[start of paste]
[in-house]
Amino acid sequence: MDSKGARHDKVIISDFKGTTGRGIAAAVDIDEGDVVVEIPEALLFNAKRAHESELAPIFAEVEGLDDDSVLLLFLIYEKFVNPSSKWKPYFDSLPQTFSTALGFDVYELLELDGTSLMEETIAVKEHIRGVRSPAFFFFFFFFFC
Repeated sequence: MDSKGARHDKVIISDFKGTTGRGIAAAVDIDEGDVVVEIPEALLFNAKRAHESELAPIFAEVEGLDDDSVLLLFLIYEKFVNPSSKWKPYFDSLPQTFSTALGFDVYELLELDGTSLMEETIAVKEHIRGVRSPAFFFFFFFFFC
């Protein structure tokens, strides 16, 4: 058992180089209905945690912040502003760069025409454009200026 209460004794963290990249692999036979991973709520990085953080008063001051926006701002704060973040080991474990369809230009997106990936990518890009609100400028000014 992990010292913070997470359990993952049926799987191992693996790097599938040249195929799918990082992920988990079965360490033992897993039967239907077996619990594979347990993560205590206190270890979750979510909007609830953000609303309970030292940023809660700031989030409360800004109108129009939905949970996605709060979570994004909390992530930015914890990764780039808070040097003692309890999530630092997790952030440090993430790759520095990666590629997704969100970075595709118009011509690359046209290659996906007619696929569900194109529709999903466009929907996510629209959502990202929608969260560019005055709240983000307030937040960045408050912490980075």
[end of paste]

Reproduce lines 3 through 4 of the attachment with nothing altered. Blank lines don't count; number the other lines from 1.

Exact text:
Repeated sequence: MDSKGARHDKVIISDFKGTTGRGIAAAVDIDEGDVVVEIPEALLFNAKRAHESELAPIFAEVEGLDDDSVLLLFLIYEKFVNPSSKWKPYFDSLPQTFSTALGFDVYELLELDGTSLMEETIAVKEHIRGVRSPAFFFFFFFFFC
């Protein structure tokens, strides 16, 4: 058992180089209905945690912040502003760069025409454009200026 209460004794963290990249692999036979991973709520990085953080008063001051926006701002704060973040080991474990369809230009997106990936990518890009609100400028000014 992990010292913070997470359990993952049926799987191992693996790097599938040249195929799918990082992920988990079965360490033992897993039967239907077996619990594979347990993560205590206190270890979750979510909007609830953000609303309970030292940023809660700031989030409360800004109108129009939905949970996605709060979570994004909390992530930015914890990764780039808070040097003692309890999530630092997790952030440090993430790759520095990666590629997704969100970075595709118009011509690359046209290659996906007619696929569900194109529709999903466009929907996510629209959502990202929608969260560019005055709240983000307030937040960045408050912490980075």